Neuroscience

Neuroscience at Columbia

Using high-resolution functional MRI (fMRI) imaging in patients with Alzheimer’s disease and in mouse models of the disease, Columbia University Medical Center (CUMC) researchers have clarified three fundamental issues about Alzheimer’s: where it starts, why it starts there, and how it spr

An image of newly synthesized proteins in live hippocampal neurons.

In the search to understand memory, Wei Min is looking at cells at the most basic level, long before the formation of neurons and synapses. The assistant professor of chemistry studies the synthesis of proteins, the building blocks of the body formed using genetic code from DNA.

The researchers have identified a protein—RbAp48—that, when increased in aged wild-type mice, improves memory back to that of young wild-type mice. In the image, yellow shows the increased RbAp48 in the dentate gyrus. Image credit: Elias Pavlopoulos, PhD/Columbia University Medical Cente

Study points to possible treatments and confirms distinction between memory loss due to aging and that of Alzheimer's

Charles Zuker has devoted his career to unraveling the neurobiology of the senses—especially taste, but he is quick to tell you that it’s not because of some inherent fascination with bitter, sweet, and salty truths.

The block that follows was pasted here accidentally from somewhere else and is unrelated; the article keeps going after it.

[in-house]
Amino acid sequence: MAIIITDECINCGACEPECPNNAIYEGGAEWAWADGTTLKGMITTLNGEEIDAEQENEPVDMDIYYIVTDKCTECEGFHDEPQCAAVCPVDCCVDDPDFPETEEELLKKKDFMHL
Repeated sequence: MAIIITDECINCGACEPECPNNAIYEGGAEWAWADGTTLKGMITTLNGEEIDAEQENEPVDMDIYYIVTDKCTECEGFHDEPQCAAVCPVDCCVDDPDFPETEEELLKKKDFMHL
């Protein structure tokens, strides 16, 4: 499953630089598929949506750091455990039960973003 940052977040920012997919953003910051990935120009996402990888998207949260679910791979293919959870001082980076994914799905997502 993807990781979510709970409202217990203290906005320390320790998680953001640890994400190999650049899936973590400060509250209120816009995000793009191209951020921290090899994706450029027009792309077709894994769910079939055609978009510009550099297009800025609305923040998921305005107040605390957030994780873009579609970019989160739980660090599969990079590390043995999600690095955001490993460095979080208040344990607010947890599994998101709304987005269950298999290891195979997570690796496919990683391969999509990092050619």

Speaking. Seeing. Hearing. Thinking. Remembering. Understanding this sentence and making a decision about whether or not to read on.

Psychologists and criminal defense attorneys have long argued that the adolescent brain is different from the brain of a child or an adult.

The only problem? They couldn’t prove it.

Speaking. Seeing. Hearing. Thinking. Remembering. Understanding this sentence and making a decision about whether or not to read on.

A microscope image of a nerve cell and its many branches (or dendrites) in a deep layer of a rat's cerebral cortex.

Speaking. Seeing. Hearing. Thinking. Remembering. Understanding this sentence and making a decision about whether or not to read on.

Columbia University President Lee C. Bollinger announced Dec. 17 that Mortimer B. Zuckerman has pledged $200 million to endow a Mind Brain Behavior Institute to support interdisciplinary neuroscience research and discovery by scholars across the University.

Sarah Woolley Neuroscientist Studies Songbirds

Anita Burgos stands inside an enclosure with zebra finches in Sarah Woolley's lab during the summer of 2009. Photo by Eileen Barroso

Every animal has its own specializations—hawks can spot their prey a mile away. Human beings, among other things, have the rare capacity to appreciate language and music.

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